As the Federal Communications Commission (FCC) and Department of
Justice (DOJ) continue their review of the proposed deals between
Verizon, Comcast, and several other large cable companies, attention
is turning to the companies’ side agreements tied to the proposed
From the very beginning of this proceeding Public Knowledge has
focused on the ways that the side agreements threaten the public
addition to potentially spelling the end of competition between wireline and
wireless internet service providers.
For example, Verizon, Comcast, and the other cable companies have
jointly created a new company called the Joint Operating Entity (JOE),
which the companies will use to develop technology that integrates
wireline and wireless service.
Of course, for these companies, developing new technology will go
hand-in-hand with obtaining new patents. As a result, the JOE could
have a monopoly over foundational technologies for the next
generation of internet access service.
This means that Verizon and Comcast in particular would have a new,
particularly powerful weapon in the escalating patent wars that already cost tech companies obscene amounts of money in
litigation costs and stand in the way of actual innovation.
Given the scope of the JOE’s stated purpose, its patents could likely
reach other companies’ efforts to come up with new offerings that deliver online video, voice, and data services.
The idea of these companies potentially controlling the patents that
could effectively become the standard for the next generation of
internet access service is even more worrisome when you actually read
the details of the agreements, which have been submitted to the FCC
under confidentiality protections. More than two months ago Public
Knowledge challenged the companies’ confidentiality claims over parts of
the agreements that don’t qualify for confidentiality protections but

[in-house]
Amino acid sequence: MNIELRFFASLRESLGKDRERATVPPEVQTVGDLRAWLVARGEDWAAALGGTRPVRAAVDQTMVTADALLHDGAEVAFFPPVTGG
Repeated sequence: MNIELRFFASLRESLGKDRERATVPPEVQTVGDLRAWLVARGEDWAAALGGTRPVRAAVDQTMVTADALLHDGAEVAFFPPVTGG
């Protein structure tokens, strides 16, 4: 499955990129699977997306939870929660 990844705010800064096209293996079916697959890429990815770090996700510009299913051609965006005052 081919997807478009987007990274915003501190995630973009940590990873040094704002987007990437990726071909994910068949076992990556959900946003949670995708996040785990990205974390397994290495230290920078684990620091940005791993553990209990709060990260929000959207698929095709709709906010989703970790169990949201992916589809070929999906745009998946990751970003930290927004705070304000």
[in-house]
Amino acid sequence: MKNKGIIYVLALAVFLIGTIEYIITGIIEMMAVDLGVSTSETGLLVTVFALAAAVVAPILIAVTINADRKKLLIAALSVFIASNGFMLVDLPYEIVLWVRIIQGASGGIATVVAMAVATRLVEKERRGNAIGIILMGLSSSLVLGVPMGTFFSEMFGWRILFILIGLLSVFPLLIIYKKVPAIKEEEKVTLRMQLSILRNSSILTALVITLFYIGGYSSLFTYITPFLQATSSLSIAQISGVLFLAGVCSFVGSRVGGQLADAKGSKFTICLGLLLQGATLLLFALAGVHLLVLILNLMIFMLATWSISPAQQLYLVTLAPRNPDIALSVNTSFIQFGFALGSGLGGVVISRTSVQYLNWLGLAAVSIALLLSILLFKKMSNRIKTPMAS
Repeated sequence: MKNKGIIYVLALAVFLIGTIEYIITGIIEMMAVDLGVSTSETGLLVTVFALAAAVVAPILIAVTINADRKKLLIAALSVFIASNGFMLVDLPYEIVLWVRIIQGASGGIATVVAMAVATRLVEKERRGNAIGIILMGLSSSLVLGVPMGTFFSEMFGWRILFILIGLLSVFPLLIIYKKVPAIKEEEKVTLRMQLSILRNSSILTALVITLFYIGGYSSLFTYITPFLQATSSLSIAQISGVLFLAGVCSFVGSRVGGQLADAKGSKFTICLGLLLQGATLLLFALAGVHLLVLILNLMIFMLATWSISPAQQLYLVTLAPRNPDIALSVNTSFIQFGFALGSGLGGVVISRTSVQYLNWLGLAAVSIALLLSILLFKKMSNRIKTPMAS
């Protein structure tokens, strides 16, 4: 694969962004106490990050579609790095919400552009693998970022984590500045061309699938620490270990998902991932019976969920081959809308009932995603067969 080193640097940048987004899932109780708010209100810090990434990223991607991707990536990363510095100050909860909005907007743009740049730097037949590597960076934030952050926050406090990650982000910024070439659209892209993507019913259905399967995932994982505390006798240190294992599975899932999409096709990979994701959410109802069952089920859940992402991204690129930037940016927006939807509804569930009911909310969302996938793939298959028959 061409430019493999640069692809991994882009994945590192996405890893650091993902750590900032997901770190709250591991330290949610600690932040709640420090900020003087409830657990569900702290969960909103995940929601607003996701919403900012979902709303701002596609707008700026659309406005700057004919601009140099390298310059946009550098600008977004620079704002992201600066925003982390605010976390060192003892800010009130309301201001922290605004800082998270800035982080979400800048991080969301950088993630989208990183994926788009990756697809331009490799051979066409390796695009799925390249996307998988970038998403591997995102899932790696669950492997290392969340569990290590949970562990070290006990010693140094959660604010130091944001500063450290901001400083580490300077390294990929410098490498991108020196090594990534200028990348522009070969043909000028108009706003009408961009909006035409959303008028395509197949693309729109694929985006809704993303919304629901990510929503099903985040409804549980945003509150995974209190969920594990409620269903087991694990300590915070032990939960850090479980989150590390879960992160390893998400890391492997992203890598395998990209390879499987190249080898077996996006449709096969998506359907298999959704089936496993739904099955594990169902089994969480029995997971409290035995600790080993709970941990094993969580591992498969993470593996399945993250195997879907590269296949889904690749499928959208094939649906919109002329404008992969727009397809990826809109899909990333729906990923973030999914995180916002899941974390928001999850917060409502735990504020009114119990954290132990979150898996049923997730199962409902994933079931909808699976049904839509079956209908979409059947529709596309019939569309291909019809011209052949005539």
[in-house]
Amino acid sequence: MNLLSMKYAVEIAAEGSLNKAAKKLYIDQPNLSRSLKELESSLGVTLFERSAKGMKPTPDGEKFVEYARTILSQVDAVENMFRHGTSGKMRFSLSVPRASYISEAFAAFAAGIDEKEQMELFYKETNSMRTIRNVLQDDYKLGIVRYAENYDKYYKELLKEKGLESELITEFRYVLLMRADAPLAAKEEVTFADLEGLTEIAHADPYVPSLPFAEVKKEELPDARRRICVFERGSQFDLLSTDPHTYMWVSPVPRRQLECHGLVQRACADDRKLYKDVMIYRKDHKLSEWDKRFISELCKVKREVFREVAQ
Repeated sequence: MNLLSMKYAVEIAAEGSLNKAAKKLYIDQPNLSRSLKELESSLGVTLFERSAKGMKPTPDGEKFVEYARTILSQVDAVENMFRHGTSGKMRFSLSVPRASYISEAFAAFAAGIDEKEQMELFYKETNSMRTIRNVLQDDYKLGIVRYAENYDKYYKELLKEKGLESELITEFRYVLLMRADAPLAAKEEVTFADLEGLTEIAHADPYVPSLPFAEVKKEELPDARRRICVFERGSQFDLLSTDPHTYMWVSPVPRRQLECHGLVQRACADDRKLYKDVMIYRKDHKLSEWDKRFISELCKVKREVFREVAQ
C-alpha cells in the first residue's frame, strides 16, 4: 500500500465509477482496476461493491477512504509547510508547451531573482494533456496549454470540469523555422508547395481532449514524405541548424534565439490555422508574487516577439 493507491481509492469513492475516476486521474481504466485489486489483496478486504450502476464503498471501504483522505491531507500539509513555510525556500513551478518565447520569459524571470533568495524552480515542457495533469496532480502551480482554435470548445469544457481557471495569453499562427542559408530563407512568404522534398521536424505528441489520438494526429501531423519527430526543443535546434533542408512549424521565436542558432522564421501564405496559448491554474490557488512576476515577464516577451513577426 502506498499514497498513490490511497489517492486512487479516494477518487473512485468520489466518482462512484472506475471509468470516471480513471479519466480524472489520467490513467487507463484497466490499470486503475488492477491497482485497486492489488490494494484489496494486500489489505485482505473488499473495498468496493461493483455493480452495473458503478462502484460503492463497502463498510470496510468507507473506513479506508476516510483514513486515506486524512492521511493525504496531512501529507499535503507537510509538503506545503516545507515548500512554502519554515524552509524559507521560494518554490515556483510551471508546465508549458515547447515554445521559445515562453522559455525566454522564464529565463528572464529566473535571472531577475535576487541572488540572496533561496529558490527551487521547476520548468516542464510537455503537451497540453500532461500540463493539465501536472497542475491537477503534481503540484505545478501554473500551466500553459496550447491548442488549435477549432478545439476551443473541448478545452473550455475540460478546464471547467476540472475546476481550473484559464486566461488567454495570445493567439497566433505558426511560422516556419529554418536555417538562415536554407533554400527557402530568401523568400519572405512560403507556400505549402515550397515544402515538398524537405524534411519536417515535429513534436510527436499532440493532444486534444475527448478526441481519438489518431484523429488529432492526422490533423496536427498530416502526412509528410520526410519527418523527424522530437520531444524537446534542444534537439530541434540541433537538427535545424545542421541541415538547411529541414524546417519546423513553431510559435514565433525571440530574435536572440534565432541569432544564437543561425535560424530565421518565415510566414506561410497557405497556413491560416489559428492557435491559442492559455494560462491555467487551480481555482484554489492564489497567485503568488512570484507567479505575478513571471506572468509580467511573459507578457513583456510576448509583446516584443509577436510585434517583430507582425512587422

are still hidden from the public, but the FCC has not yet ruled on our
But even without being able to go into details on all of the ways the
agreements, we can still broadly discuss how we can stop these
agreements from stifling innovation and anointing a new communications
cartel that would have enormous leverage against its competitors. The
real answer that is that no combination of conditions on these deals
can really prevent the public interest harms they would likely create,
but there are some conditions that could somewhat lessen the public
First, one of the more obvious tools that could help rein in the
damage that will be caused by the JOE and its patent war chest is a condition that the JOE must license its technologies to other
companies on reasonable and non-discriminatory terms (RAND terms).
This could potentially prevent the JOE from withholding its
technologies from other companies that are willing to reasonably
license the patents, bundling the important technology with patents
the licensees don’t actually want, restricting licensees’ deals with
competitors, and requiring licenses to the other company’s patents as
payment. It would also stop the JOE from discriminating against
certain companies trying to license the JOE’s patents.
Of course, the JOE is just one (especially bad) part of the web of
deals between these companies, which also include a spectrum transfer,
joint marketing agreements, and wireless reseller agreements. This
means that any package of conditions that even comes close to
addressing the many public interest harms threatened by this deal
would need to include conditions like spectrum divestitures, strong
spectrum build-out requirements, a “use it or share it” condition on
the transferred spectrum, limits on joint marketing deals where the
companies currently compete on wireline service, and conditions that
ensure Verizon could not try to prevent the cable companies from
partnering with others to offer new services that rely on WiFi offload
These agreements are extraordinarily complex, deeply interconnected,
and pose serious threats to competing companies and consumers. As they
review these deals, the FCC and DOJ should stay strong to protect
consumers from the many anticompetitive threats of these deals.